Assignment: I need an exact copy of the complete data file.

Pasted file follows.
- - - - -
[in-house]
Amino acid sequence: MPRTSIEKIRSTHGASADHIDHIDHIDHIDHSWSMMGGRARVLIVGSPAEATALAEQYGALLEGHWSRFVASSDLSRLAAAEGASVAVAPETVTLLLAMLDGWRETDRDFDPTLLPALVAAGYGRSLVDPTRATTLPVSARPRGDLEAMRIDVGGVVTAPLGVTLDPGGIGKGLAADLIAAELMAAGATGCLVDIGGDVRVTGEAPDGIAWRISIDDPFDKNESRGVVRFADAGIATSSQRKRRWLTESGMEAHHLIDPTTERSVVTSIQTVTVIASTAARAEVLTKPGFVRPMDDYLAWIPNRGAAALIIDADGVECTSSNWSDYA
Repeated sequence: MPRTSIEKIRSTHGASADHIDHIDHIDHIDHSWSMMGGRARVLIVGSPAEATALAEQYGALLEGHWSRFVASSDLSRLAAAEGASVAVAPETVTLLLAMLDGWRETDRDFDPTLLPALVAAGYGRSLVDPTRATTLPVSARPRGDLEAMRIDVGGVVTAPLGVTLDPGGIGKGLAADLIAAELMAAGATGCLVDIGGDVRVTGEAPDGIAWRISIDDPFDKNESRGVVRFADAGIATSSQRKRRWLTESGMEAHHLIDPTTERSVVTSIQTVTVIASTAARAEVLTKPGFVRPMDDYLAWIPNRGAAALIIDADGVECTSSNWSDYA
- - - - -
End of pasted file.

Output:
[in-house]
Amino acid sequence: MPRTSIEKIRSTHGASADHIDHIDHIDHIDHSWSMMGGRARVLIVGSPAEATALAEQYGALLEGHWSRFVASSDLSRLAAAEGASVAVAPETVTLLLAMLDGWRETDRDFDPTLLPALVAAGYGRSLVDPTRATTLPVSARPRGDLEAMRIDVGGVVTAPLGVTLDPGGIGKGLAADLIAAELMAAGATGCLVDIGGDVRVTGEAPDGIAWRISIDDPFDKNESRGVVRFADAGIATSSQRKRRWLTESGMEAHHLIDPTTERSVVTSIQTVTVIASTAARAEVLTKPGFVRPMDDYLAWIPNRGAAALIIDADGVECTSSNWSDYA
Repeated sequence: MPRTSIEKIRSTHGASADHIDHIDHIDHIDHSWSMMGGRARVLIVGSPAEATALAEQYGALLEGHWSRFVASSDLSRLAAAEGASVAVAPETVTLLLAMLDGWRETDRDFDPTLLPALVAAGYGRSLVDPTRATTLPVSARPRGDLEAMRIDVGGVVTAPLGVTLDPGGIGKGLAADLIAAELMAAGATGCLVDIGGDVRVTGEAPDGIAWRISIDDPFDKNESRGVVRFADAGIATSSQRKRRWLTESGMEAHHLIDPTTERSVVTSIQTVTVIASTAARAEVLTKPGFVRPMDDYLAWIPNRGAAALIIDADGVECTSSNWSDYA